As I write this, 20 or so tiny sailboats from a local sailing class practicing their tacks as a scattered few sprawl on blankets along the shore. No umbrellas today – it’s far too windy for that. It’s Saturday in El Campello and summer has left, taking the overheated crowds with it.
We arrived here on July 27 following a flurry of last minute preparation that followed a year of slower moving preparation, which followed a year of consideration and increasing certainty that we were really going.
As we turn to Autumn, our focus is on mundane matters like how best to commute to school, getting to the grocery stores before they close for Sunday and what to do with our now plentiful free time.
Where is El Campello and why are we here?
El Campello is a small town north of the metropolis of Alicante, one of the largest tourist centers of the Costa Blanca on Spain’s Mediterranean coast. The region is known for its warm climate, laid-back atmosphere and as Europe’s playground. Every August, visitors from throughout Spain, but especially England and Germany flock here to soak up the sun. But the most tourists of all here seem to be Spanish, coming from other parts of the country. We have yet to meet another American here, although we did finally meet one in Alicante city yesterday. But his mother was from here so we’re not sure he counts.
The main landmark in El Campello is a circular tower, originally built in the 1500s to warn of pirates. The tower is featured in the city’s logo and other prominent depictions of the city. The tower sits above the marina and there is a fish market there as well, which we have yet to visit.
We chose El Campello as our destination as it’s quite near a school that we found for Z, a beautiful bilingual Montessori, called Montessori House. Z started school this week and so far he’s off to a great start.
All about El Campello
The total population here is about 24,000, according to the city’s web site, but they say that swells to 100,000 in the summer, which I believe. A lovely promenade lies between the beach and the town and it is packed with locals taking their nightly stroll in the evenings and with tourists looking for food and drinks. Beaches can be full on nice days in the summer, but never uncomfortably so. The water is incredibly warm and shallow quite a ways out. You might think all of that would draw out the party bros and drunk co-eds, but you’re much more likely to see a 70-something pensioner risking her hip dancing to terrible music than the oonz-oonz-oonz of the younger party scene. There are lots of kids around, mostly Spanish and it’s generally a walkable (except when it’s too hot), peaceful town.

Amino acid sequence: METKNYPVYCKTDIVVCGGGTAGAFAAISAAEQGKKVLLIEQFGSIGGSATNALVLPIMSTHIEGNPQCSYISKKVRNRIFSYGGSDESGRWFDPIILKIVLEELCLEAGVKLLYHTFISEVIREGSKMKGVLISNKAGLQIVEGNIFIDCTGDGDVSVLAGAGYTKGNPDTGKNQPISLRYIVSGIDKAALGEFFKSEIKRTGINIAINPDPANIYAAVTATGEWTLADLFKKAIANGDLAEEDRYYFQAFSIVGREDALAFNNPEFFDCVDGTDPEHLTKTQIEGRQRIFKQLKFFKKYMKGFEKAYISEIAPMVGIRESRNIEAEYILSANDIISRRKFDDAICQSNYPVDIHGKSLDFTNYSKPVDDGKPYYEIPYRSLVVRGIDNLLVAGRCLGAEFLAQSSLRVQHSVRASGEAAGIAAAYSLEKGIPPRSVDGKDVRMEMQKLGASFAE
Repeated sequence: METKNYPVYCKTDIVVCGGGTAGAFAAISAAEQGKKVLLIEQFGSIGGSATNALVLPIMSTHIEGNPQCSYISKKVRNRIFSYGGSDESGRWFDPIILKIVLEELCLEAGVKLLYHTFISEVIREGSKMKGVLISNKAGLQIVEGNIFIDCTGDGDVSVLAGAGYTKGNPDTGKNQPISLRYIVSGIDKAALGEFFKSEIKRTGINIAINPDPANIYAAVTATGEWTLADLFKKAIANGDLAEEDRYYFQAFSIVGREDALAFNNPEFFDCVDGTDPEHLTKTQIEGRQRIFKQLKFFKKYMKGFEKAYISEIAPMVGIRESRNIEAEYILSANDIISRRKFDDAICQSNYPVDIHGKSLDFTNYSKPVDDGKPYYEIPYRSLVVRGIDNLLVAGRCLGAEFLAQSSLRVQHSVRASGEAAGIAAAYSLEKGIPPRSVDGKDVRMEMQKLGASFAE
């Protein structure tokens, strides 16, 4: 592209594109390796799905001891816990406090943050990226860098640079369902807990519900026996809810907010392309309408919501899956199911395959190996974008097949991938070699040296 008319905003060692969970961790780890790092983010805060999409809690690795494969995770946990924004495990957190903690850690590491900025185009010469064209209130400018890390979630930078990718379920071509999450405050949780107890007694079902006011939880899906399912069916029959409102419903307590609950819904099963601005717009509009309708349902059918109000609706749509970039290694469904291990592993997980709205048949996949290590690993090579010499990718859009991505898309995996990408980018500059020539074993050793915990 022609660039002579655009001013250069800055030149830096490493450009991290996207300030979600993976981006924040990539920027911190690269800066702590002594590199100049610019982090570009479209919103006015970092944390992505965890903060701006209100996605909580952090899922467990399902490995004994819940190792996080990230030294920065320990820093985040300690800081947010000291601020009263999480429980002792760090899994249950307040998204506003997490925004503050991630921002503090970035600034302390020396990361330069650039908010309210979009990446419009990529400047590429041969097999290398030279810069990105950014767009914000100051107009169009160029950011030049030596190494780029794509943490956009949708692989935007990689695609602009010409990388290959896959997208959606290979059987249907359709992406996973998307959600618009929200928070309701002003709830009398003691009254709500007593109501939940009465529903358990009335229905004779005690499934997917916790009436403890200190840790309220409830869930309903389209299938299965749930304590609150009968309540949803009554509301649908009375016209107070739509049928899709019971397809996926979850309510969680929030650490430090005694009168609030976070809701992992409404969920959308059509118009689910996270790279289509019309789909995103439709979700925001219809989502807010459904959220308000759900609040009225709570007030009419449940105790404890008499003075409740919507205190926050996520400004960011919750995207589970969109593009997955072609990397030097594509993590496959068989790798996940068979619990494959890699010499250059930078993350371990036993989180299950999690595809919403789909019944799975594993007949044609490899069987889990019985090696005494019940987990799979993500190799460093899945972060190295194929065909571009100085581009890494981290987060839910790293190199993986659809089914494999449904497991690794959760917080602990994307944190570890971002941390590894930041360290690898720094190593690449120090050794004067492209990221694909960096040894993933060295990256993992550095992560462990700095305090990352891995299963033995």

We’re likely overpaying a bit for our condo, which we found through AirBnB at €1,300/month. But we have two bathrooms and three bedrooms and we’re on the beach with an incredible view from our balcony. Hard to beat it.
There is a modern tram system that runs from here (and farther north) into Alicante city, which has been handy and affordable. There is also a very nice bus system, which we use frequently, but their ability to keep to their posted schedule leaves us mistrusting it.
Right below the tower is an ancient archaeological site, which we have yet to explore. Apparently the site features remains of several civilizations, going back to the Bronze age. I’ll definitely post more about that once I have the chance to get over there.
Food has been typically Spanish for the most part, but given the number of tourists coming through here, there are a few other options we’ve tried, including British Fish & Chips and Indian food. We’ll definitely do our best to entice you into a visit with some food posts.
In addition to lovely El Campello itself, there are a number of surrounding neighborhoods and towns, which we have yet to visit. I hope to take you on a tour of a few of those in the coming days.